The serratus anterior functions to posteriorly tilt and upwardly and externally rotate the scapula in addition to the classic role of scapular protraction.5  Poor control and decreased serratus anterior activity have been documented in patients with shoulder instability.6,7  The serratus anterior exercise progression is illustrated in Appendix Figure 2. It typically starts with a supine (Appendix Figure 2A) or side-lying punch (Appendix Figure 2B) to establish good motor control during both concentric and eccentric control around the thoracic cage. After patients can demonstrate smooth and controlled concentric and eccentric contractions for 30 repetitions, those who function in a closed chain or weight-bearing position (offensive lineman) can progress to endurance-strengthening exercises that use 10-second isometric holds for 10 repetitions, progressing to 30-second holds for 3 repetitions before advancing to the next exercise.

Appendix Figure 2

Progressive loading of the serratus anterior in the A–E, frontal and F–H, sagittal planes. A, Supine punch; B, side-lying punch; C, 4-point kneeling; D, plank feet; E, plank with leg lift; F, side support; G, side-plank knees; and H, side-plank feet.

Appendix Figure 2

Progressive loading of the serratus anterior in the A–E, frontal and F–H, sagittal planes. A, Supine punch; B, side-lying punch; C, 4-point kneeling; D, plank feet; E, plank with leg lift; F, side support; G, side-plank knees; and H, side-plank feet.

Close modal

Patients typically start in the quadruped position with approximately 10% body weight through the injured upper extremity, progressing to 50% through both arms (Appendix Figure 2C). However, this may be difficult, or the patient may be fearful due to the history of injury. One modification we have used is a side-sitting position with weight through the upper extremity in a more abducted position, advancing to side plank through the knees (Appendix Figure 2F). Ultimately, patients need to develop endurance strength and confidence in accepting loads with a forward-flexed shoulder. Progressing this by altering positions (Appendix Figure 2D) or lifting the lower extremities (Appendix Figure 2E) will increase muscle activation of the infraspinatus as loads increase (Appendix Figure 2).8  Clinicians should be aware of substitution of the latissimus dorsi and upper trapezius during closed chain exercises, which produces scapular anterior tilt and downward rotation.9  They should instruct patients to elongate and retract the cervical spine to minimize upper trapezius activity and to facilitate increased serratus anterior activation by protraction, resulting in the medial scapular border staying flush with the thoracic cage.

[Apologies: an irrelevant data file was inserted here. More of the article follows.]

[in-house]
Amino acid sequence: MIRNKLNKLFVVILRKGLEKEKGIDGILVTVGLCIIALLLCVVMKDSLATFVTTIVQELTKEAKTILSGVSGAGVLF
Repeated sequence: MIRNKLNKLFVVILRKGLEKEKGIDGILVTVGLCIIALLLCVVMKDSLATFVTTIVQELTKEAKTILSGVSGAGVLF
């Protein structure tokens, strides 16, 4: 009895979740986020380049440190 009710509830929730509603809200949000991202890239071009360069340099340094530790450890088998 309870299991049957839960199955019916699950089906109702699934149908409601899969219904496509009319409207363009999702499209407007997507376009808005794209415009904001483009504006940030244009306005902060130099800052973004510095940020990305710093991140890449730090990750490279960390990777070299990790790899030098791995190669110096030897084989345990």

Stages 3–5

In stages 3 through 5, patients can perform closed chain exercises in a side-support position (stage 3), side-lying planks from the knees (stage 4), and then side planks from the hand or elbow to the feet (stage 5; Appendix Figure 2F–H).

Criteria for Progressions Between Stages 3–5

When patients can hold the side-support position for 30 seconds for 3 repetitions, they can advance to isometric holds from their knees and then feet. This progression increases the loads using body weight stabilization as depicted in Appendix Figure 2F. After patients can perform body-weight side holds from their knees, the subscapularis and infraspinatus/teres protocol can usually be incorporated without pain. In these patients, both sides of the force couple must be addressed throughout the rehabilitation process.

1.
Cools
AM,
Tongel
A V,
Berckmans
K,
et al
Electromyographic analysis of selected shoulder muscles during a series of exercises commonly used in patients with symptomatic degenerative rotator cuff tears
.
J Shoulder Elbow Surg
.
2020
;
29
(
10
):
e361
e373
.
2.
Kibler
W,
Sciascia
A.
Scapular dyskinesis and glenohumeral instability. In:
Kibler
W,
Sciascia
A
, eds.
Disorders of the Scapula and Their Role in Shoulder Injury
.
Springer
;
2017
:
79
90
.
3.
Moroder
P,
Plachel
F,
Van-Vliet
H,
Adamczewski
C,
Danzinger
V.
Shoulder-pacemaker treatment concept for posterior positional functional shoulder instability: a prospective clinical trial
.
Am J Sports Med
.
2020
;
48
(
9
):
2097
2104
.
4.
Johnson
G,
Bogduk
N,
Nowitzke
A,
House
D.
Anatomy and actions of the trapezius muscle
.
Clin Biomech (Bristol, Avon)
.
1994
;
9
(
1
):
44
50
.
5.
Ludewig
PM,
Reynolds
JF.
The association of scapular kinematics and glenohumeral joint pathologies
.
J Orthop Sports Phys Ther
.
2009
;
39
(
2
):
90
104
.
6.
Spanhove
V,
Van Daele
M,
Van den Abeele
A,
et al
Muscle activity and scapular kinematics in individuals with multidirectional shoulder instability: a systematic review
.
Ann Phys Rehabil Med
.
2021
;
64
(
1
):
101457
.
7.
Matias
R,
Pascoal
AG.
The unstable shoulder in arm elevation: a three-dimensional and electromyographic study in subjects with glenohumeral instability
.
Clin Biomech (Bristol, Avon)
.
2006
;
21
(
suppl 1
):
S52
S58
.
8.
Uhl
TL,
Carver
TJ,
Mattacola
CG,
Mair
SD,
Nitz
AJ.
Shoulder musculature activation during upper extremity weight-bearing exercise
.
J Orthop Sports Phys Ther
.
2003
;
33
(
3
):
109
117
.
9.
Lunden
JB,
Braman
JP,
Laprade
RF,
Ludewig
PM.
Shoulder kinematics during the wall push-up plus exercise
.
J Shoulder Elbow Surg
.
2010
;
19
(
2
):
216
223
.

Supplementary data